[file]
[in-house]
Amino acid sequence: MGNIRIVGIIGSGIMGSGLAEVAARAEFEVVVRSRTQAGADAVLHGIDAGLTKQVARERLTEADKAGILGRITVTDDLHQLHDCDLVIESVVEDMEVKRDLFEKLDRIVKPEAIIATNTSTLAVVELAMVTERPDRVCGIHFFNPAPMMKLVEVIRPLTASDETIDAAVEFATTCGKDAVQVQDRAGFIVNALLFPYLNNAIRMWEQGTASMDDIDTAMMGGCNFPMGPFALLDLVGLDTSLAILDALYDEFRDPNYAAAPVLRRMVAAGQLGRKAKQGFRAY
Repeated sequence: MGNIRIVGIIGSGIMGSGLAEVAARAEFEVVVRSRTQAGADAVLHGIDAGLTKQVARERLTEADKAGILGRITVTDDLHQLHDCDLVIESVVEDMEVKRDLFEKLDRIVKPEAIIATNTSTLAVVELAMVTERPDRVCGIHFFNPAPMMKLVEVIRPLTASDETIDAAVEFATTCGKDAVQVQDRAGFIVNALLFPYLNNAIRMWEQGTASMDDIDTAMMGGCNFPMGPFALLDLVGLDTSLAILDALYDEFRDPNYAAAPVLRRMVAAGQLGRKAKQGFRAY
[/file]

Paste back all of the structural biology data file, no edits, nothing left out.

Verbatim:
[in-house]
Amino acid sequence: MGNIRIVGIIGSGIMGSGLAEVAARAEFEVVVRSRTQAGADAVLHGIDAGLTKQVARERLTEADKAGILGRITVTDDLHQLHDCDLVIESVVEDMEVKRDLFEKLDRIVKPEAIIATNTSTLAVVELAMVTERPDRVCGIHFFNPAPMMKLVEVIRPLTASDETIDAAVEFATTCGKDAVQVQDRAGFIVNALLFPYLNNAIRMWEQGTASMDDIDTAMMGGCNFPMGPFALLDLVGLDTSLAILDALYDEFRDPNYAAAPVLRRMVAAGQLGRKAKQGFRAY
Repeated sequence: MGNIRIVGIIGSGIMGSGLAEVAARAEFEVVVRSRTQAGADAVLHGIDAGLTKQVARERLTEADKAGILGRITVTDDLHQLHDCDLVIESVVEDMEVKRDLFEKLDRIVKPEAIIATNTSTLAVVELAMVTERPDRVCGIHFFNPAPMMKLVEVIRPLTASDETIDAAVEFATTCGKDAVQVQDRAGFIVNALLFPYLNNAIRMWEQGTASMDDIDTAMMGGCNFPMGPFALLDLVGLDTSLAILDALYDEFRDPNYAAAPVLRRMVAAGQLGRKAKQGFRAY